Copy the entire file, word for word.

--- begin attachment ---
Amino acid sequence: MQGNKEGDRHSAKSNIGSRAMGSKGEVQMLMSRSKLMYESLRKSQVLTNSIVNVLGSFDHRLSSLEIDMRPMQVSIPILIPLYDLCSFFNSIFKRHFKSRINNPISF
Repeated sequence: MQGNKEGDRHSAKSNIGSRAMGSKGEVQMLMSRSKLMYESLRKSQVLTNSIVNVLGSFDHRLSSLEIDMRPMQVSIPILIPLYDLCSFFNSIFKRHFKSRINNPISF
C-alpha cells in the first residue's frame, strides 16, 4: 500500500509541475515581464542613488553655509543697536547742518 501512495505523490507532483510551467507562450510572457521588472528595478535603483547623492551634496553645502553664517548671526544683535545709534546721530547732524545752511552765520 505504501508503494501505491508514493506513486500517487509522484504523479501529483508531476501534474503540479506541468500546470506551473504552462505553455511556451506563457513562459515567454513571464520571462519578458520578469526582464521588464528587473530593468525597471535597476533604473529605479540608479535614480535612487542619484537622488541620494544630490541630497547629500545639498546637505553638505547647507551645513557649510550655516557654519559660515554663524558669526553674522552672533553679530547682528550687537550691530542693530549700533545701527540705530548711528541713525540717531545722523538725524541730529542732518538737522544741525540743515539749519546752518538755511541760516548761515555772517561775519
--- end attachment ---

Amino acid sequence: MQGNKEGDRHSAKSNIGSRAMGSKGEVQMLMSRSKLMYESLRKSQVLTNSIVNVLGSFDHRLSSLEIDMRPMQVSIPILIPLYDLCSFFNSIFKRHFKSRINNPISF
Repeated sequence: MQGNKEGDRHSAKSNIGSRAMGSKGEVQMLMSRSKLMYESLRKSQVLTNSIVNVLGSFDHRLSSLEIDMRPMQVSIPILIPLYDLCSFFNSIFKRHFKSRINNPISF
C-alpha cells in the first residue's frame, strides 16, 4: 500500500509541475515581464542613488553655509543697536547742518 501512495505523490507532483510551467507562450510572457521588472528595478535603483547623492551634496553645502553664517548671526544683535545709534546721530547732524545752511552765520 505504501508503494501505491508514493506513486500517487509522484504523479501529483508531476501534474503540479506541468500546470506551473504552462505553455511556451506563457513562459515567454513571464520571462519578458520578469526582464521588464528587473530593468525597471535597476533604473529605479540608479535614480535612487542619484537622488541620494544630490541630497547629500545639498546637505553638505547647507551645513557649510550655516557654519559660515554663524558669526553674522552672533553679530547682528550687537550691530542693530549700533545701527540705530548711528541713525540717531545722523538725524541730529542732518538737522544741525540743515539749519546752518538755511541760516548761515555772517561775519